In late October we ate the last tomatoes of summer…those final pieces of fruit that ripened just before the weather turned colder. There is something wonderful about those tomatoes, knowing we are going into another season with no harvest. The last fruit of summer seems like the sweetest and best.

I liken it to this time of my life when I am retiring from my job. The time has come rushing up, when it seems just a few months ago it would never happen. After a year or so at my job, I wasn’t sure I would stay. I wasn’t happy, and things were not going well. I almost resigned and moved on.

But a wise counselor advised me to stay the course, move on to another area, and see if I could adjust. And that I did, eventually landing in the job I am retiring from. And I am so glad I stayed. It is not just because of the benefits that I am richly enjoying, including retiring with a pension. It is what I learned during these last nearly 12 years in this job that has enriched my life beyond measure.

I found myself with a supervisor who was brave enough to sit down with me and show me how I needed to change. Was that easy to hear? No, not at all, but it was also a relief, because I finally understood why I had experienced so much strife and pain in my job. Because of his courage, it helped me to have the courage to look honestly into myself and make the decision to change. And that has made all the difference for me.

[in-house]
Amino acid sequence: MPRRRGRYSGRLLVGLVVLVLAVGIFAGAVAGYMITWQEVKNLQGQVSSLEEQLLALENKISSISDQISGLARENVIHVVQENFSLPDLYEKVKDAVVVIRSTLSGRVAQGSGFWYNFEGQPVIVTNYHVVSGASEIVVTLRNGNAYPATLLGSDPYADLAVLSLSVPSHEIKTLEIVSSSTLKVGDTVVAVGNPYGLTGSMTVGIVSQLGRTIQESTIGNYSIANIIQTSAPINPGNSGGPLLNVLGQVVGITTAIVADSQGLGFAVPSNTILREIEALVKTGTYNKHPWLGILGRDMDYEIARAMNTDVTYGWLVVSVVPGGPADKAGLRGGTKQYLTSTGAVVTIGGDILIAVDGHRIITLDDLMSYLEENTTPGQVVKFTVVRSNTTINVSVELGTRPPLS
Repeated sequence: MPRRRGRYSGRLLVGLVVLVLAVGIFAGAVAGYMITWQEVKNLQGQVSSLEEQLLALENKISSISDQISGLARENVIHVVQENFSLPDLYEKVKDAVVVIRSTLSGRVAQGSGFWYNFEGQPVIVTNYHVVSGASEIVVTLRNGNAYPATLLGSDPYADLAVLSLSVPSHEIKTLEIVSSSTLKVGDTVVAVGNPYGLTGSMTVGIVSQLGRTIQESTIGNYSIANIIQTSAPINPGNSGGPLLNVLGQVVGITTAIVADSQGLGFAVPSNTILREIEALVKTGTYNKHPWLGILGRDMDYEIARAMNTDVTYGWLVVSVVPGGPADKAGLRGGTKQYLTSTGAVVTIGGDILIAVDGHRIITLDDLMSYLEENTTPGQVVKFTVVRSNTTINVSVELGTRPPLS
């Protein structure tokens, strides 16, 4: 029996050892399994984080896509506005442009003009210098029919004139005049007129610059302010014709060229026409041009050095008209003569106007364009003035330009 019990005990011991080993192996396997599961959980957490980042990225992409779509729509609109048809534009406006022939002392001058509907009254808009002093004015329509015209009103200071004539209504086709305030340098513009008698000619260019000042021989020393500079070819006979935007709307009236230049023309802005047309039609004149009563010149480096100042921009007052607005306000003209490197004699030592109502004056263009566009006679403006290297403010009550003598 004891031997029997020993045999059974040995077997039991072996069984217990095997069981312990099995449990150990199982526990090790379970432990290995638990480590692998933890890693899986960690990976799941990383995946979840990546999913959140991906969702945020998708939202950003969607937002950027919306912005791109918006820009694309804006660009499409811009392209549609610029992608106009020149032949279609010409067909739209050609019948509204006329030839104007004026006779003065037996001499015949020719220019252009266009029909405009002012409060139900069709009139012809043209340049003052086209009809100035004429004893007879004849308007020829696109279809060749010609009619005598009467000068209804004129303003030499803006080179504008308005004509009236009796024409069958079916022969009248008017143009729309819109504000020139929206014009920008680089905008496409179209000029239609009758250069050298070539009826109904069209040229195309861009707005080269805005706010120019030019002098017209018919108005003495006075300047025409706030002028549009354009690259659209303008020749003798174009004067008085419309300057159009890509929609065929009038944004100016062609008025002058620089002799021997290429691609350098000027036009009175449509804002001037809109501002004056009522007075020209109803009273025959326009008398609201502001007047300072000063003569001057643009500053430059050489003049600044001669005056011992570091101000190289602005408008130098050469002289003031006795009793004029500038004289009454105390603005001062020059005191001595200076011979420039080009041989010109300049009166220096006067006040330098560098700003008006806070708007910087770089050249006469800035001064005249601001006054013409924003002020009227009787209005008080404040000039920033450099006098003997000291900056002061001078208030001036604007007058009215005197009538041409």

I have been able to make friends with some wonderful people in the past twelve years. I have had so many wonderful days and moments in my job, crazy times, even frustrating and stressful times. I have laughed and I have cried. But instead of constantly being in conflict, I have been able to work together with my coworkers, learning, sharing my skills, and contributing to our combined success. I have been able to see my job as a gift.

I have heard it said that as humans we naturally avoid pain and difficulty. We want to take the easy path. That is what I have done so many times in the past. But this time, I chose the more difficult path. Change is not easy, especially changing a lifetime of habits. But change I did, and I am so grateful for the time I have had at this wonderful company.

It is sad to leave, but now I am entering into a new season of my life, looking forward to new adventures and new lessons.

To quote from one of my favorite poems by Robert Frost:

Two roads diverged in a wood, and I—
I took the one less traveled by,
And that has made all the difference.

And King Solomon in the Book of Ecclesiastes:
To everything there is a season, A time for every purpose under heaven.
Ecclesiastes 3:1

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